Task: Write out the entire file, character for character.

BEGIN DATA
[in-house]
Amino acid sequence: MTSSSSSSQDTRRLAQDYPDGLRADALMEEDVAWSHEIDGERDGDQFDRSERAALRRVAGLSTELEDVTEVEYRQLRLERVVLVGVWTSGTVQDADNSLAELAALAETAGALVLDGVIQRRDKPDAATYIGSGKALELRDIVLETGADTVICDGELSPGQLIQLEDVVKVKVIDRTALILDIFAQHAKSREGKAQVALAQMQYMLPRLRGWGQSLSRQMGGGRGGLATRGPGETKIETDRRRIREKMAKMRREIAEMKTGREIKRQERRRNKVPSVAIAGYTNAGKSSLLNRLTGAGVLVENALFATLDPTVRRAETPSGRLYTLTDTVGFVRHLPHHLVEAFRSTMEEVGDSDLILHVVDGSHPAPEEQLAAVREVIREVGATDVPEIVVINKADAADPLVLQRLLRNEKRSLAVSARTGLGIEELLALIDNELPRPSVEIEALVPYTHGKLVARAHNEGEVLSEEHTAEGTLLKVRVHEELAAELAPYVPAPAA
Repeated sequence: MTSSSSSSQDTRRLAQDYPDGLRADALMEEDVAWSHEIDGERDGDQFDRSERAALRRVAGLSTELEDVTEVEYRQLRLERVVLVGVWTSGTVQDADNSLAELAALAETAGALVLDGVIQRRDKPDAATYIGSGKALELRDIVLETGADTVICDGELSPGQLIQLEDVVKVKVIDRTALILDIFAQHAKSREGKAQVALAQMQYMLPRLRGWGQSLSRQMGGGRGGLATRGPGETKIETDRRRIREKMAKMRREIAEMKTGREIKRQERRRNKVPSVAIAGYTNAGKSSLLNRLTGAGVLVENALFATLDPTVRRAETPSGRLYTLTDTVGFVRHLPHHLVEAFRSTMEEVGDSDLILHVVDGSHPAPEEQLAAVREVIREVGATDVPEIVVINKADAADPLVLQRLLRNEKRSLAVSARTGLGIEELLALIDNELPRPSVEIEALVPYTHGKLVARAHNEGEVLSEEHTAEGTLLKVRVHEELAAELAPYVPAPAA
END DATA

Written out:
[in-house]
Amino acid sequence: MTSSSSSSQDTRRLAQDYPDGLRADALMEEDVAWSHEIDGERDGDQFDRSERAALRRVAGLSTELEDVTEVEYRQLRLERVVLVGVWTSGTVQDADNSLAELAALAETAGALVLDGVIQRRDKPDAATYIGSGKALELRDIVLETGADTVICDGELSPGQLIQLEDVVKVKVIDRTALILDIFAQHAKSREGKAQVALAQMQYMLPRLRGWGQSLSRQMGGGRGGLATRGPGETKIETDRRRIREKMAKMRREIAEMKTGREIKRQERRRNKVPSVAIAGYTNAGKSSLLNRLTGAGVLVENALFATLDPTVRRAETPSGRLYTLTDTVGFVRHLPHHLVEAFRSTMEEVGDSDLILHVVDGSHPAPEEQLAAVREVIREVGATDVPEIVVINKADAADPLVLQRLLRNEKRSLAVSARTGLGIEELLALIDNELPRPSVEIEALVPYTHGKLVARAHNEGEVLSEEHTAEGTLLKVRVHEELAAELAPYVPAPAA
Repeated sequence: MTSSSSSSQDTRRLAQDYPDGLRADALMEEDVAWSHEIDGERDGDQFDRSERAALRRVAGLSTELEDVTEVEYRQLRLERVVLVGVWTSGTVQDADNSLAELAALAETAGALVLDGVIQRRDKPDAATYIGSGKALELRDIVLETGADTVICDGELSPGQLIQLEDVVKVKVIDRTALILDIFAQHAKSREGKAQVALAQMQYMLPRLRGWGQSLSRQMGGGRGGLATRGPGETKIETDRRRIREKMAKMRREIAEMKTGREIKRQERRRNKVPSVAIAGYTNAGKSSLLNRLTGAGVLVENALFATLDPTVRRAETPSGRLYTLTDTVGFVRHLPHHLVEAFRSTMEEVGDSDLILHVVDGSHPAPEEQLAAVREVIREVGATDVPEIVVINKADAADPLVLQRLLRNEKRSLAVSARTGLGIEELLALIDNELPRPSVEIEALVPYTHGKLVARAHNEGEVLSEEHTAEGTLLKVRVHEELAAELAPYVPAPAA